In this application note, Dr. K.M. Prasad, Senior R & D Engineer with Integrated Engineering Software discusses magnetization of a virgin magnetic material into a permanent magnet in the magnetic solver, AMPERES. In previous versions, only the orientation of different parts of the permanent magnet was customized. Now, in the upcoming version, both orientation and strength of the different parts of the permanent magnet have been customized.
In the model, a piece of a virgin magnetic material in the desired shape was exposed to highly impressed magnetic fields produced by magnetic chargers. Different regions were exposed to different impressed magnetic fields simultaneously so as to obtain a customized pattern of magnetic orientation.
Images show a semi-circular ring magnetized in 6 alternatively reversing magnetization directions oriented along its axis. The angular stretch of each magnetization portion is 30°. Accordingly, a magnetic charger having 6 sets of coils with alternatingly changing senses of current flow is modeled.
The virgin piece of the semi-circular magnetic ring was sandwiched between the charger plates, and appropriate material was assigned to the model. This model was discretized and solved in AMPERES by selecting the command “Magnetize”. Once magnetization has been done, the geometry related to the magnetic charger was deleted and the appropriate permanent magnetic material property was assigned to the semi-circular disk. This model was solved by hitting “Run Solver” to determine the magnetic fields produced by the magnetized ring.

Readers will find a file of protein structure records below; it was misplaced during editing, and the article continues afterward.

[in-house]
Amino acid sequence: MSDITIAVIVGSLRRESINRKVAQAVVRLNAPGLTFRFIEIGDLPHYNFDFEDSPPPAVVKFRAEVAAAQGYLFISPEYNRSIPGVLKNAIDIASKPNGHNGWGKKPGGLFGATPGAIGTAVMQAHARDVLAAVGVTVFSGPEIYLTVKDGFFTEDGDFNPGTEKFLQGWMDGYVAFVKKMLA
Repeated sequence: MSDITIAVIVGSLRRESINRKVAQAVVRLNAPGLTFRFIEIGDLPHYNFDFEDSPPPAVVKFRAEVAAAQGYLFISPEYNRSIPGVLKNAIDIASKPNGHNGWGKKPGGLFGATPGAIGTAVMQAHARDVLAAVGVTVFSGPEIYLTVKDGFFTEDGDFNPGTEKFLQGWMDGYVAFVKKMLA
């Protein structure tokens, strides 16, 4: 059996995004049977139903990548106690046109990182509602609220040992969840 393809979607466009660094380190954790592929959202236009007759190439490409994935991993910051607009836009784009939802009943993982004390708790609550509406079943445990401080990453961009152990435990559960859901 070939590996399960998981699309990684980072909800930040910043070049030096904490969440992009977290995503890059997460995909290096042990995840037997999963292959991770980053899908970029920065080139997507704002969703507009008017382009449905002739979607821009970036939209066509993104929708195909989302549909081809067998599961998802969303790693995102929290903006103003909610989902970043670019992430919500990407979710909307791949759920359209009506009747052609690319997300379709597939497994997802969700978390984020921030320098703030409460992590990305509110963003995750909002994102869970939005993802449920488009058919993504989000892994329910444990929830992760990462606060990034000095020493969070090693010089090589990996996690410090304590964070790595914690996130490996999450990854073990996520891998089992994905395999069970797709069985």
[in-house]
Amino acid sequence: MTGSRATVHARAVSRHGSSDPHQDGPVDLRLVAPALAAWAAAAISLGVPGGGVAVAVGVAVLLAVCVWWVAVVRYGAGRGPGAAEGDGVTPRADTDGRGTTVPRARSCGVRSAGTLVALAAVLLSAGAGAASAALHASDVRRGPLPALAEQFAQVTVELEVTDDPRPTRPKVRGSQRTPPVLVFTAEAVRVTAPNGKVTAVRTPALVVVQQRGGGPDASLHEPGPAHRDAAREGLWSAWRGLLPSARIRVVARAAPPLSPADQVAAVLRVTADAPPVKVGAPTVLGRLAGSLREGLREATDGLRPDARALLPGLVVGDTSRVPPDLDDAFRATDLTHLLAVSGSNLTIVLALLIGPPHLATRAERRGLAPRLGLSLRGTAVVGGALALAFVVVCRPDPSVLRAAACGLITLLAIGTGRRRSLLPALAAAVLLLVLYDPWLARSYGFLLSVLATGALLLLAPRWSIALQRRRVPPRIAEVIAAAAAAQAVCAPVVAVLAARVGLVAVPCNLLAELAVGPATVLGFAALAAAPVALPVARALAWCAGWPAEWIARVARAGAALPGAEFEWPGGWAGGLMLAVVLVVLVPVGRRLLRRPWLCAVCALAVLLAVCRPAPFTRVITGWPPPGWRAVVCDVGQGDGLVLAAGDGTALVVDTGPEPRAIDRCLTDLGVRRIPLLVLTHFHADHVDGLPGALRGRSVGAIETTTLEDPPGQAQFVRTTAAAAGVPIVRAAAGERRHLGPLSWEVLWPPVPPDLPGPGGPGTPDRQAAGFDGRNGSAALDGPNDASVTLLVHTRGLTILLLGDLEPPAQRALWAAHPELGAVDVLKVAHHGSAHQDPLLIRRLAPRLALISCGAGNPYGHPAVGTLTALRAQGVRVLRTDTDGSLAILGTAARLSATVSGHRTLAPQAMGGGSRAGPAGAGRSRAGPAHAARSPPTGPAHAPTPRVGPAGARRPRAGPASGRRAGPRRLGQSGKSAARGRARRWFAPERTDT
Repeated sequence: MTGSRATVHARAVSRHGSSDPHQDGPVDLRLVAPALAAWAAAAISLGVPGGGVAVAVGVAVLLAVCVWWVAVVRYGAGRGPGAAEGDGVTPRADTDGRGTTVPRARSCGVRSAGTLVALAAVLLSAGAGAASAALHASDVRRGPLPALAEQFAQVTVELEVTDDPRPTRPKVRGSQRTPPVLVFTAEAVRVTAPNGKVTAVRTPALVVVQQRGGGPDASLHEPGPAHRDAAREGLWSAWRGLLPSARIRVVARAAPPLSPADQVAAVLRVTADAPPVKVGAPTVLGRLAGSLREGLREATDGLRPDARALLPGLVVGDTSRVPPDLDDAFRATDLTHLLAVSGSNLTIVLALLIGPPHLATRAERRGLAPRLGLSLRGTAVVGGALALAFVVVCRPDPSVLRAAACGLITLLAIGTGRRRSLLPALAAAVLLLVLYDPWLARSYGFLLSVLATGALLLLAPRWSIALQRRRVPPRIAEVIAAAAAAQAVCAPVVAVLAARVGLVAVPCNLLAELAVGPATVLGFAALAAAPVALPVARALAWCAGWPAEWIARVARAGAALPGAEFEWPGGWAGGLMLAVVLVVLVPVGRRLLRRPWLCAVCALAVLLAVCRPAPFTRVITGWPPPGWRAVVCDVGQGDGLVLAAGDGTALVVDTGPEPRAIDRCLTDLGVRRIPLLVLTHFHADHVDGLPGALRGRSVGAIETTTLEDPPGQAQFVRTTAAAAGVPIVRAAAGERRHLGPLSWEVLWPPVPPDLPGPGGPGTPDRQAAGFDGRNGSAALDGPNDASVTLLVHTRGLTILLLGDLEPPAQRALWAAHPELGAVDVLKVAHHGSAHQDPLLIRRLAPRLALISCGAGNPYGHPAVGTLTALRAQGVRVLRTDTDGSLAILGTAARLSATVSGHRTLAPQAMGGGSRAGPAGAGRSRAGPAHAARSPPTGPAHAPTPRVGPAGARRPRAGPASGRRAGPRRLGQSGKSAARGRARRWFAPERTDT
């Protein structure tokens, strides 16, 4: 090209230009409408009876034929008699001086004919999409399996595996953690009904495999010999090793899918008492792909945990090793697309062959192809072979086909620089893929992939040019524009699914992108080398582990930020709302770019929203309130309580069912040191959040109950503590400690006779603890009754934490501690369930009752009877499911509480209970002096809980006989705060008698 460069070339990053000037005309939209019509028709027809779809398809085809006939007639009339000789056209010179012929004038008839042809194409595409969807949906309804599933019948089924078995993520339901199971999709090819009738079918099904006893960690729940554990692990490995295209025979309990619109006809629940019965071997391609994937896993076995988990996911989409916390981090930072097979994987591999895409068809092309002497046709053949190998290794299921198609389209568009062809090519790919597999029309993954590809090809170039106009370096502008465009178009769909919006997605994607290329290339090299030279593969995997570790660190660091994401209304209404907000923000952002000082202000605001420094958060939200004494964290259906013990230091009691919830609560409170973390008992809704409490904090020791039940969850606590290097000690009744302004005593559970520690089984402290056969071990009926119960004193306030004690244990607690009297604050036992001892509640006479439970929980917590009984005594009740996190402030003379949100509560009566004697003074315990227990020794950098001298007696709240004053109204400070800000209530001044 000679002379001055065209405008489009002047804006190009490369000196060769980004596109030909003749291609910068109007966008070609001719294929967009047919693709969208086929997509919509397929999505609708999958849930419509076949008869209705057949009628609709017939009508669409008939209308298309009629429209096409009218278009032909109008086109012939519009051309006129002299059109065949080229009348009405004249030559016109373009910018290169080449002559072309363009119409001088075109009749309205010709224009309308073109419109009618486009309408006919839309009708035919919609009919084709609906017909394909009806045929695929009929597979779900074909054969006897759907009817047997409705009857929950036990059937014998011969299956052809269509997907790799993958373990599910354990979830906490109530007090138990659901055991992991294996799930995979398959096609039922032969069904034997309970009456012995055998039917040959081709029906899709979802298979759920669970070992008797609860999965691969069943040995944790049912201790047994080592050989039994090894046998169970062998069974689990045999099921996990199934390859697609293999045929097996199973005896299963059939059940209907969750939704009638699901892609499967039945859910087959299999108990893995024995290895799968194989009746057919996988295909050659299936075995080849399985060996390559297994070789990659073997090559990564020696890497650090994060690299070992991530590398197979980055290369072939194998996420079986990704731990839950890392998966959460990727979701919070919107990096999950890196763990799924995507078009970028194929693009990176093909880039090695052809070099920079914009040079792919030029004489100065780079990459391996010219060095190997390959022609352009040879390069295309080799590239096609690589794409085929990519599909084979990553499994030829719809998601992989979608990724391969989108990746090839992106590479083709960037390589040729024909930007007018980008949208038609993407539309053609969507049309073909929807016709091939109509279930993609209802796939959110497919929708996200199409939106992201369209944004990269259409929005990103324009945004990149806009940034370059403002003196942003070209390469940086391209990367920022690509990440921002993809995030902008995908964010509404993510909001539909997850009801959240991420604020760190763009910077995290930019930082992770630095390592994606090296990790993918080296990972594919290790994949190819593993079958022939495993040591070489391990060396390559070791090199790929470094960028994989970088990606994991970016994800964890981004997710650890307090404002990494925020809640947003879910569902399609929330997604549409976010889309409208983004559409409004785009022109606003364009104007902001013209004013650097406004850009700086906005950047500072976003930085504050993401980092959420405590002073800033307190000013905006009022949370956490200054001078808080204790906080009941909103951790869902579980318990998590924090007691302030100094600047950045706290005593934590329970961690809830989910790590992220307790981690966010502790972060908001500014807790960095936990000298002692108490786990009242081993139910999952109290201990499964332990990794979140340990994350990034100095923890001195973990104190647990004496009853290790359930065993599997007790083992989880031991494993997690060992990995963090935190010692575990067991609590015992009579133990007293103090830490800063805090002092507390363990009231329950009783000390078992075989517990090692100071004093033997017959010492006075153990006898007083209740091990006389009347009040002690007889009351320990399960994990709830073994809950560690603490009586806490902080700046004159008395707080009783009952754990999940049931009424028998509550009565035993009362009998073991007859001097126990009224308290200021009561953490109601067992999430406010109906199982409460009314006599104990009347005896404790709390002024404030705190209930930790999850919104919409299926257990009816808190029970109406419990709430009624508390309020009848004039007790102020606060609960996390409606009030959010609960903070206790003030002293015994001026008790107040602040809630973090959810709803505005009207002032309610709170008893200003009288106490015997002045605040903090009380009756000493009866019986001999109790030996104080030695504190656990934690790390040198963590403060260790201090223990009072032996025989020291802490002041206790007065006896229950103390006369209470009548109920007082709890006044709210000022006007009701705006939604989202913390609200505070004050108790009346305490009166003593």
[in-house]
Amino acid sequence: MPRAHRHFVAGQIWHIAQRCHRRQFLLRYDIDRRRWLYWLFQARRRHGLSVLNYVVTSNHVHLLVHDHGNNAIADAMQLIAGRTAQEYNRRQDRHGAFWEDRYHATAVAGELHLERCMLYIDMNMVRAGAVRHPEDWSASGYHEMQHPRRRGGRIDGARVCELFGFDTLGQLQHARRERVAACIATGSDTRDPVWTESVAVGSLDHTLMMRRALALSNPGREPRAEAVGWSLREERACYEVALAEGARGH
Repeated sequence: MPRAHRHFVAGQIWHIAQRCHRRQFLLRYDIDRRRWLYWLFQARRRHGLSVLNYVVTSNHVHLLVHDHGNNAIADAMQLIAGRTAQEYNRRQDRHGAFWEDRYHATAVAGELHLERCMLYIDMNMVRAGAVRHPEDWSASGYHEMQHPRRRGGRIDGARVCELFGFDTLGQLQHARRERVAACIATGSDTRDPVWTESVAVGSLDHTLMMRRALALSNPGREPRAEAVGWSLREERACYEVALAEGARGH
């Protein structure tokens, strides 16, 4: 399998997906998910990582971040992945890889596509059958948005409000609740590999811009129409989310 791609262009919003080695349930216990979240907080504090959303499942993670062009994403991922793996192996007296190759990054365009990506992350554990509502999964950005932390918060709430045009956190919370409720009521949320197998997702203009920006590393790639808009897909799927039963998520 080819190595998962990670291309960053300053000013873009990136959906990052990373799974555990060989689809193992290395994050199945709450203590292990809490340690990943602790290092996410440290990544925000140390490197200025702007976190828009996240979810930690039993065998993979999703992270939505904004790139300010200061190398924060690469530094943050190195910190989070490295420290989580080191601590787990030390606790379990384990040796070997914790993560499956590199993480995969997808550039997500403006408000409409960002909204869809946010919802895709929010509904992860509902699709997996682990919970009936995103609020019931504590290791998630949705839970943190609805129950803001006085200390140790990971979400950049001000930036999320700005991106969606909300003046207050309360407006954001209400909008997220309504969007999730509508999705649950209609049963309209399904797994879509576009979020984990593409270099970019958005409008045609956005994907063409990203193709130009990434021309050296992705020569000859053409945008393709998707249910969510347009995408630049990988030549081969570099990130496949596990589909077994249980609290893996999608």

This simulation involved two important actions: first, the material to be magnetized was divided into many smaller volumes since the higher the number of divisions, the greater the accuracy. This, however, should not be more than some required number. In this example, the semicircular ring was divided into 6 equal angular portions and each angular portion was subdivided into 9 smaller volumes, i.e. in total, the semi-circular ring was divided into 54 (=6X9) smaller volumes. The reason for dividing the magnetizing piece into smaller volumes is that AMPERES calculates the magnetic flux density vector (B) at the geometric center of each smaller volume and magnetizes it in the direction of B vector. The program will also assign an appropriate new permanent magnetic material to each smaller volume.
The de-magnetization curve of this new material that would be a scaled-down version of the de-magnetization curve of the permanent magnetic material that was assigned to the virgin material. The scaling factor is the ratio of the B field value at the geometric center of the smaller volume to the user-specified minimum B field required to magnetize the virgin material to fullest strength, meaning the permanent magnet will have the vendor specified de-magnetization curve after magnetization.
It is important to note that the magnetic material property of the virgin piece is the same as that of the permanently magnetized piece. For the virgin piece, the magnetic material can be a linear material with a constant relative permeability or a non-linear material specified by a non-linear B-H curve confined to the second quadrant only.
After magnetization is done in AMPERES, the program assigns different minor permanent magnetic materials, which are the scaled-down versions of the permanent magnetic material initially assigned. The B-field results shown in Figs. 7 and 8 are with the minor permanent magnet materials whereas those shown in Figs. 9 and 10 are with the permanent magnet material initially assigned. These results demonstrate the effect of using minor magnetic materials calculated by AMPERES.